Ed Miliband and Nick Clegg both had impersonal wreath messages. Photo: Getty
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Why Ed Miliband's WWI wreath message wasn’t handwritten

A picture was tweeted out today of David Cameron’s handsigned WWI memorial wreath, contrasted with a generic “From the Leader of the Opposition” from Ed Miliband. But it’s not what it looks like.

It's one of those sombre moments that politicians have to ensure they get right. Laying the memorial wreaths for the First World War centenary commemoration. Perhaps that's why a story about the disparity between our party leaders' memorial wreath messages is flickering about online today with that distinctive shiver of schadenfreude unique to Twitter. 

A picture was tweeted this afternoon of David Cameron and Ed Miliband's messages side by side. The PM's, in a sober, respectful swish of blue ink, read a personal message in his handwriting. The Labour leader's, in contrast, was a generic explanatory message scrawled in a sharpie: "From the Leader of the Opposition". It wasn't even joined up.

Here's the picture, from Channel 4 News' Ciaran Jenkins:

It undeniably looks bad, but the real story is not one of the Labour leader's scruffy disrespect for the the war dead. Mark Ferguson at LabourList is reporting that Miliband was handed the wreath seconds before he had to lay it down, and he was never given a chance to write a message. It's the explanation Labour HQ has given for the impersonal note Miliband ended up placing down, but it remains unclear why the PM was given a chance to write his beforehand.

It seems Nick Clegg was also denied the chance to write his own message. Here's a picture of his, "From the Deputy Prime Minister", pointed out by the Guardian's Jonathan Haynes:

Anoosh Chakelian is deputy web editor at the New Statesman.

Photo: Getty
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Jeremy Corbyn sat down on train he claimed was full, Virgin says

The train company has pushed back against a viral video starring the Labour leader, in which he sat on the floor.

Seats were available on the train where Jeremy Corbyn was filmed sitting on the floor, Virgin Trains has said.

On 16 August, a freelance film-maker who has been following the Labour leader released a video which showed Corbyn talking about the problems of overcrowded trains.

“This is a problem that many passengers face every day, commuters and long-distance travellers. Today this train is completely ram-packed,” he said. Is it fair that I should upgrade my ticket whilst others who might not be able to afford such a luxury should have to sit on the floor? It’s their money I would be spending after all.”

Commentators quickly pointed out that he would not have been able to claim for a first-class upgrade, as expenses rules only permit standard-class travel. Also, campaign expenses cannot be claimed back from the taxpayer.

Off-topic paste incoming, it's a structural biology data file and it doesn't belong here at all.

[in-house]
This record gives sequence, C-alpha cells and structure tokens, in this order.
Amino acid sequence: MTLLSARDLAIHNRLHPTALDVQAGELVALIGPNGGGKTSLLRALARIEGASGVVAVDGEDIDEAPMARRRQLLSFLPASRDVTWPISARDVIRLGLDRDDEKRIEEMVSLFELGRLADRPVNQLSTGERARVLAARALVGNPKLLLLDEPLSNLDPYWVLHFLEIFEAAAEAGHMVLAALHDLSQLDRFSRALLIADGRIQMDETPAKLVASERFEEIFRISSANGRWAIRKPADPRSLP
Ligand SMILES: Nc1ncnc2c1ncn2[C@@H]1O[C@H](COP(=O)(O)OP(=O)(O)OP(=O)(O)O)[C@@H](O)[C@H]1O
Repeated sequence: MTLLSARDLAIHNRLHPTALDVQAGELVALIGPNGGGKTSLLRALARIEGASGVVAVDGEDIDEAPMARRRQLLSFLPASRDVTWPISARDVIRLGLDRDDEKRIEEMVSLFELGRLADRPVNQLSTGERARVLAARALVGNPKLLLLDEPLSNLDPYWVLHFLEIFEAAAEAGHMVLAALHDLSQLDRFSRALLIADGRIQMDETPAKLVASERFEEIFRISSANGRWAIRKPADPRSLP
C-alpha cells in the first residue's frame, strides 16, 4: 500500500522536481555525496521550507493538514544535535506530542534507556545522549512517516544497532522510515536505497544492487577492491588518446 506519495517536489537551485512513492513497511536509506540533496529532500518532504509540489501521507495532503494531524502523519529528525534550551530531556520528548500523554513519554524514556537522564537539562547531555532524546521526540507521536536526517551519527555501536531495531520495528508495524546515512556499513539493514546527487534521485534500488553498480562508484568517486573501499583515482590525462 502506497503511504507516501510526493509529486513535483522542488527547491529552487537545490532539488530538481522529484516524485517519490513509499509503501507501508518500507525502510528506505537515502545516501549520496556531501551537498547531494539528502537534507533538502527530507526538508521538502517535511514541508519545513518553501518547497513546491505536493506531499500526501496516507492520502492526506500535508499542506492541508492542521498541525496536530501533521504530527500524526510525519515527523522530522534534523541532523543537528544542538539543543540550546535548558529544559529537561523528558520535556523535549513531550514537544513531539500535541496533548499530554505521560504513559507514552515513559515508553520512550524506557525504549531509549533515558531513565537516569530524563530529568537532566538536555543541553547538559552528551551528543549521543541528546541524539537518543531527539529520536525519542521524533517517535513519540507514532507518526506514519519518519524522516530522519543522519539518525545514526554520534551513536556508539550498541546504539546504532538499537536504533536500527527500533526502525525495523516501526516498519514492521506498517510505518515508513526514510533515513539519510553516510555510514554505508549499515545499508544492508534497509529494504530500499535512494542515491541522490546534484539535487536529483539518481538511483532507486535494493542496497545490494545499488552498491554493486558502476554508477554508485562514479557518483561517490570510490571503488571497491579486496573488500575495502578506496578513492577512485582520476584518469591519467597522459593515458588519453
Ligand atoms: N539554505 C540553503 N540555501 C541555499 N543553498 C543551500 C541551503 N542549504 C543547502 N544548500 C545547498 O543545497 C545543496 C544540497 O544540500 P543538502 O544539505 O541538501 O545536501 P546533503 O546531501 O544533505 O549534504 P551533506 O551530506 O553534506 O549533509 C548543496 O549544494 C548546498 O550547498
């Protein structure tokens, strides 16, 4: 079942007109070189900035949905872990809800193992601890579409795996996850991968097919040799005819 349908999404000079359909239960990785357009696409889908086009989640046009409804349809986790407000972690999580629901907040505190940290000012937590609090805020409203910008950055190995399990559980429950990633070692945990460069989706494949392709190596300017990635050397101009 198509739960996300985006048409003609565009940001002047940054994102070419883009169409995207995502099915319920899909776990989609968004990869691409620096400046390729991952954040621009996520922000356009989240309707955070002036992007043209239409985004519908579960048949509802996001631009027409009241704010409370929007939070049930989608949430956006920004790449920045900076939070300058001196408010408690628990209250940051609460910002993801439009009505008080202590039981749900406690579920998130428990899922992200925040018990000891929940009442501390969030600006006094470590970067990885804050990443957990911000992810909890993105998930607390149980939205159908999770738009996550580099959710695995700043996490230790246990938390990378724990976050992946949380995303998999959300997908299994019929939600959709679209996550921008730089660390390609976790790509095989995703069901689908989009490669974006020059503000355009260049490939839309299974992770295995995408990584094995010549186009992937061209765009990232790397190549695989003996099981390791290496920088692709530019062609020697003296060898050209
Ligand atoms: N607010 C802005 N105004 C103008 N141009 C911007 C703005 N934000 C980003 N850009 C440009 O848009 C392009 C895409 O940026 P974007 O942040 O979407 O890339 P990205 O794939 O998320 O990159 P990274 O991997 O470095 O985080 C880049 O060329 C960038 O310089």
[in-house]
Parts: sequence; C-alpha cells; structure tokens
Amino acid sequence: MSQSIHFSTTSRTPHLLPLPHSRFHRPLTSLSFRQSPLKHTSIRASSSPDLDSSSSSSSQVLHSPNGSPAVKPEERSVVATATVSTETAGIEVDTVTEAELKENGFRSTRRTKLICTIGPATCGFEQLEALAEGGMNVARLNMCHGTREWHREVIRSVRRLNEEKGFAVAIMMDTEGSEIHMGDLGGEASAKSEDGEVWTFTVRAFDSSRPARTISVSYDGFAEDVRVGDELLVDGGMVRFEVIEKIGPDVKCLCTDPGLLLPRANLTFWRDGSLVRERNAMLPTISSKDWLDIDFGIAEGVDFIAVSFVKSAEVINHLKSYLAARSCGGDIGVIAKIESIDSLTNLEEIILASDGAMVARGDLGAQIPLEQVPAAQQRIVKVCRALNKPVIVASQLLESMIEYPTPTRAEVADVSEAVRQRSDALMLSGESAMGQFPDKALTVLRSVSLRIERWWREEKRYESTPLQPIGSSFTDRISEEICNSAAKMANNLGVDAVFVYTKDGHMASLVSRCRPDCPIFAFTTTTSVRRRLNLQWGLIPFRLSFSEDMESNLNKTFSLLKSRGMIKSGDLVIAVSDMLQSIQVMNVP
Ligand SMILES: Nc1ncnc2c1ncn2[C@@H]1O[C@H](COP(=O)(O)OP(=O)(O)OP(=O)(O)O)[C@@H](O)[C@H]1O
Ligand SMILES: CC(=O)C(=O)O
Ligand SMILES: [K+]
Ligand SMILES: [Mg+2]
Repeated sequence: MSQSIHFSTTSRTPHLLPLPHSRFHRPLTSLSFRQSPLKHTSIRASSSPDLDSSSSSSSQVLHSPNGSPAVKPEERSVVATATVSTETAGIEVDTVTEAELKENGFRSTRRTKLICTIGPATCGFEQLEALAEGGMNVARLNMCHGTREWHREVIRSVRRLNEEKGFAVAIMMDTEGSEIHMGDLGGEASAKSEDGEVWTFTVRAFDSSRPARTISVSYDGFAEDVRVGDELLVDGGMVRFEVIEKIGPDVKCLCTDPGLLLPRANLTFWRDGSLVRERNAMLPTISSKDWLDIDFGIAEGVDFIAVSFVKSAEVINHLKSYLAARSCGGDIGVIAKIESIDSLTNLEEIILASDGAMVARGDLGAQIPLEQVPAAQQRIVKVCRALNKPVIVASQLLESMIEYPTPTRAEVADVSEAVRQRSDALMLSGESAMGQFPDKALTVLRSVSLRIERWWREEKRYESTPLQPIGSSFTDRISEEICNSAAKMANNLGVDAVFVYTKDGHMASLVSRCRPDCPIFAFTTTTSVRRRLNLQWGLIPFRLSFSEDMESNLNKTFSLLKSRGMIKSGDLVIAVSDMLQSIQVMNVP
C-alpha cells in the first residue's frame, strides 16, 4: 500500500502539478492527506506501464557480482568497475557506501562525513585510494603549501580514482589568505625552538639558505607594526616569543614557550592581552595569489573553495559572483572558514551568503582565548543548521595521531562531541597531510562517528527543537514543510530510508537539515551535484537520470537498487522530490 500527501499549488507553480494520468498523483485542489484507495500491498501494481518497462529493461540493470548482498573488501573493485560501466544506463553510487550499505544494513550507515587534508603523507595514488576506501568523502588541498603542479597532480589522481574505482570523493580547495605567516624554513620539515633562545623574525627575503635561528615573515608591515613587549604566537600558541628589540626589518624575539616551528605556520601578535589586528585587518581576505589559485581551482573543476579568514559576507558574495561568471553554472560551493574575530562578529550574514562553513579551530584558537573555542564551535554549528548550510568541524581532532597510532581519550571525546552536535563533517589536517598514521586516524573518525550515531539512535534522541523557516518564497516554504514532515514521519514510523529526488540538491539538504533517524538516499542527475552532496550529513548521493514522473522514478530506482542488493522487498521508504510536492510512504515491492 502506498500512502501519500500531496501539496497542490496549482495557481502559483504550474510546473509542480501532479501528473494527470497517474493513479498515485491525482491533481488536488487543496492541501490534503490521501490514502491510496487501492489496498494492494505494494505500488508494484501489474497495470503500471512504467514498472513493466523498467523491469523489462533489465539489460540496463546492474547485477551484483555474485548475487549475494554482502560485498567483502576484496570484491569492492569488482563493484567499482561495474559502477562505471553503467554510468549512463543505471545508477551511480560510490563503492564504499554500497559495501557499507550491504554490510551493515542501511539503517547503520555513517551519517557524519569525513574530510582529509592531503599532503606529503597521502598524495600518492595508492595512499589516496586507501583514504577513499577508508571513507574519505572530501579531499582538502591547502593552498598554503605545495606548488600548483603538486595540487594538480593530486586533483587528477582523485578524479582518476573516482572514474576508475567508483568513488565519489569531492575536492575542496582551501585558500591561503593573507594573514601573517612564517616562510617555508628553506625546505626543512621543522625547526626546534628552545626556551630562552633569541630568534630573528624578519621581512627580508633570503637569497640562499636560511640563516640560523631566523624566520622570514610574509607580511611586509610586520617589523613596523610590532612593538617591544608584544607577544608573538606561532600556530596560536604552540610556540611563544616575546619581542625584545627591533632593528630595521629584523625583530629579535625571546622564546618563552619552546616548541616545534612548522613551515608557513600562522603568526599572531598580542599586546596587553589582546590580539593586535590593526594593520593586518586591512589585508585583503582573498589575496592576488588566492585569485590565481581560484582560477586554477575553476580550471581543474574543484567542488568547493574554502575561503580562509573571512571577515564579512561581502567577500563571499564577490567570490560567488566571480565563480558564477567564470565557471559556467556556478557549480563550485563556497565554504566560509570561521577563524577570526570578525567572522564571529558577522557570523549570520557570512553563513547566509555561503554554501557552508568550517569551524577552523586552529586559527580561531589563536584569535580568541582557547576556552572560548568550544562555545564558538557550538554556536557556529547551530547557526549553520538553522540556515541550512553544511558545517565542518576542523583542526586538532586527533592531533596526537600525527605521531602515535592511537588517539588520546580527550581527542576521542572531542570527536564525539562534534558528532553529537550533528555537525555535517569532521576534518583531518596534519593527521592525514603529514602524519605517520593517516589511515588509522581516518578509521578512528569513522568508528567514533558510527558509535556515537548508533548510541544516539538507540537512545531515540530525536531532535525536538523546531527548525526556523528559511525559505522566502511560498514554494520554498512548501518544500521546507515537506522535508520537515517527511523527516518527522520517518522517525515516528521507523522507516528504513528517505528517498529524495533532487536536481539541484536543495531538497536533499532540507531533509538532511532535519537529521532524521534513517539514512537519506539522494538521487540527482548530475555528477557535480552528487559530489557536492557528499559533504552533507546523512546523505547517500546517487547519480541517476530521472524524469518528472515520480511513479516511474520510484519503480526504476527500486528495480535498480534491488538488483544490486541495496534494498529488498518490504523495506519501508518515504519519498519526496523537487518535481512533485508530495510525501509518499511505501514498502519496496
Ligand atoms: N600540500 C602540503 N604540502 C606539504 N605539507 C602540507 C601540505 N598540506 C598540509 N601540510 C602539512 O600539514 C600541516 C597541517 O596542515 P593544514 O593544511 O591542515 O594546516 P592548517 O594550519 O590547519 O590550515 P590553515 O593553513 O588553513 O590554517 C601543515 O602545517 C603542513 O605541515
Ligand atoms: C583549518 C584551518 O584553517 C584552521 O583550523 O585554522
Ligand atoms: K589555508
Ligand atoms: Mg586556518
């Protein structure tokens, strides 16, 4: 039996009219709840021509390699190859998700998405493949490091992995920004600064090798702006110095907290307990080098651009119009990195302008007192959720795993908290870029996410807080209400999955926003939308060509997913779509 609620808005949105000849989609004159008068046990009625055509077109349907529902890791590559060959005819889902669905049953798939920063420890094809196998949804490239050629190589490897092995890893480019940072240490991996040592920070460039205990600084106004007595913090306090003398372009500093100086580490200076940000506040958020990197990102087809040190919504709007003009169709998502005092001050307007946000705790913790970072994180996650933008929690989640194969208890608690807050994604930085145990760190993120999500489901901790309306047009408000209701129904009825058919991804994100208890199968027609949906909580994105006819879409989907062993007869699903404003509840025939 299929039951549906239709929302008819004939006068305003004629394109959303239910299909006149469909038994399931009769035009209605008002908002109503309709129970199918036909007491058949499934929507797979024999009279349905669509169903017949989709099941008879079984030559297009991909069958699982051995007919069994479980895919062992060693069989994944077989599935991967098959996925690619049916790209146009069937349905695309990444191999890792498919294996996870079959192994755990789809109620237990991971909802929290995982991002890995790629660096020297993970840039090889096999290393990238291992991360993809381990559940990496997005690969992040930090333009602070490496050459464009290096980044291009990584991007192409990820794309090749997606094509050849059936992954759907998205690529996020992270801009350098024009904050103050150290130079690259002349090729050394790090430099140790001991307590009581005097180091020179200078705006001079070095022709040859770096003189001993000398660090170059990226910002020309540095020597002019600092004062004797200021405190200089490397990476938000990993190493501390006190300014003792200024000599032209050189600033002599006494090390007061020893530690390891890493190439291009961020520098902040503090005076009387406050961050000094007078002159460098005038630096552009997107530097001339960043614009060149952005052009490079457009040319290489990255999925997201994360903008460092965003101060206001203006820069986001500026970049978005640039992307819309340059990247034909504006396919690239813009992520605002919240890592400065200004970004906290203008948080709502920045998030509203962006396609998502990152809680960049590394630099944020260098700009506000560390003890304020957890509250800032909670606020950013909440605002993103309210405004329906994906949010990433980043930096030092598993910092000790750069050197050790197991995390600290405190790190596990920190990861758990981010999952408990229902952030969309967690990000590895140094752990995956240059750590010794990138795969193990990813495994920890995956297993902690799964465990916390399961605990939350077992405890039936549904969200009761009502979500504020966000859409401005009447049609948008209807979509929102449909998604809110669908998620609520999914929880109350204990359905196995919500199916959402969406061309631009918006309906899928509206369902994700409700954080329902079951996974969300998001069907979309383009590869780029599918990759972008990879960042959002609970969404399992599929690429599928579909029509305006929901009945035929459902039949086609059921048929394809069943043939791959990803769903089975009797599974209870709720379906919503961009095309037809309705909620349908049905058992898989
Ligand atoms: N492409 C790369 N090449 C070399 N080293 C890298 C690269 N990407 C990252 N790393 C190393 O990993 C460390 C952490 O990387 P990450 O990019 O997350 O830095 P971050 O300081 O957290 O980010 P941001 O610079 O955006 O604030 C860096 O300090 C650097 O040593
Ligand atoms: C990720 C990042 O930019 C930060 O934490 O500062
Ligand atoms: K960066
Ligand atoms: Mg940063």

Today, Virgin Trains released footage of the Labour leader walking past empty unreserved seats to film his video, which took half an hour, before walking back to take another unreserved seat.

"CCTV footage taken from the train on August 11 shows Mr Corbyn and his team walked past empty, unreserved seats in coach H before walking through the rest of the train to the far end, where his team sat on the floor and started filming.

"The same footage then shows Mr Corbyn returning to coach H and taking a seat there, with the help of the onboard crew, around 45 minutes into the journey and over two hours before the train reached Newcastle.

"Mr Corbyn’s team carried out their filming around 30 minutes into the journey. There were also additional empty seats on the train (the 11am departure from King’s Cross) which appear from CCTV to have been reserved but not taken, so they were also available for other passengers to sit on."

A Virgin spokesperson commented: “We have to take issue with the idea that Mr Corbyn wasn’t able to be seated on the service, as this clearly wasn’t the case.

A spokesman for the Corbyn campaign told BuzzFeed News that the footage was a “lie”, and that Corbyn had given up his seat for a woman to take his place, and that “other people” had also sat in the aisles.

Owen Smith, Corbyn's leadership rival, tried a joke:

But a passenger on the train supported Corbyn's version of events.

Both Virgin Trains and the Corbyn campaign have been contacted for further comment.

UPDATE 17:07

A spokesperson for the Jeremy for Labour campaign commented:

“When Jeremy boarded the train he was unable to find unreserved seats, so he sat with other passengers in the corridor who were also unable to find a seat. 

"Later in the journey, seats became available after a family were upgraded to first class, and Jeremy and the team he was travelling with were offered the seats by a very helpful member of staff.

"Passengers across Britain will have been in similar situations on overcrowded, expensive trains. That is why our policy to bring the trains back into public ownership, as part of a plan to rebuild and transform Britain, is so popular with passengers and rail workers.”

A few testimonies from passengers who had their photos taken with Corbyn on the floor can be found here